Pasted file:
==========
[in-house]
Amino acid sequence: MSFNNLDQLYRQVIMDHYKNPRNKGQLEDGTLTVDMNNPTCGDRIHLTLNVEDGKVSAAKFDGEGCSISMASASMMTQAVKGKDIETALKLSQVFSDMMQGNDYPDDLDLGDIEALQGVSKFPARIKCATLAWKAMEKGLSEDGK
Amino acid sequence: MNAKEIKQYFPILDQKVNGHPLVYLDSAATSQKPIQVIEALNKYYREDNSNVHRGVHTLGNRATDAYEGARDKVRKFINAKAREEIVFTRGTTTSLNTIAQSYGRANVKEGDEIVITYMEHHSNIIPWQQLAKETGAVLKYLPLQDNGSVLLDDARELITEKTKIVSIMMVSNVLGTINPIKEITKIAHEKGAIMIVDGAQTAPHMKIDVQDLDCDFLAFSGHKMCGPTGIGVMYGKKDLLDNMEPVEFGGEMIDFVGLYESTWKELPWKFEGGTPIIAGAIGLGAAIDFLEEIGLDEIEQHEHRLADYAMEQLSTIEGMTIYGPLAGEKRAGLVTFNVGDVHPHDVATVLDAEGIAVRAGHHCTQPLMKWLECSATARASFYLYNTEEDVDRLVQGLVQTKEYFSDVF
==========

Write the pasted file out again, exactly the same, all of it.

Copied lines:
[in-house]
Amino acid sequence: MSFNNLDQLYRQVIMDHYKNPRNKGQLEDGTLTVDMNNPTCGDRIHLTLNVEDGKVSAAKFDGEGCSISMASASMMTQAVKGKDIETALKLSQVFSDMMQGNDYPDDLDLGDIEALQGVSKFPARIKCATLAWKAMEKGLSEDGK
Amino acid sequence: MNAKEIKQYFPILDQKVNGHPLVYLDSAATSQKPIQVIEALNKYYREDNSNVHRGVHTLGNRATDAYEGARDKVRKFINAKAREEIVFTRGTTTSLNTIAQSYGRANVKEGDEIVITYMEHHSNIIPWQQLAKETGAVLKYLPLQDNGSVLLDDARELITEKTKIVSIMMVSNVLGTINPIKEITKIAHEKGAIMIVDGAQTAPHMKIDVQDLDCDFLAFSGHKMCGPTGIGVMYGKKDLLDNMEPVEFGGEMIDFVGLYESTWKELPWKFEGGTPIIAGAIGLGAAIDFLEEIGLDEIEQHEHRLADYAMEQLSTIEGMTIYGPLAGEKRAGLVTFNVGDVHPHDVATVLDAEGIAVRAGHHCTQPLMKWLECSATARASFYLYNTEEDVDRLVQGLVQTKEYFSDVF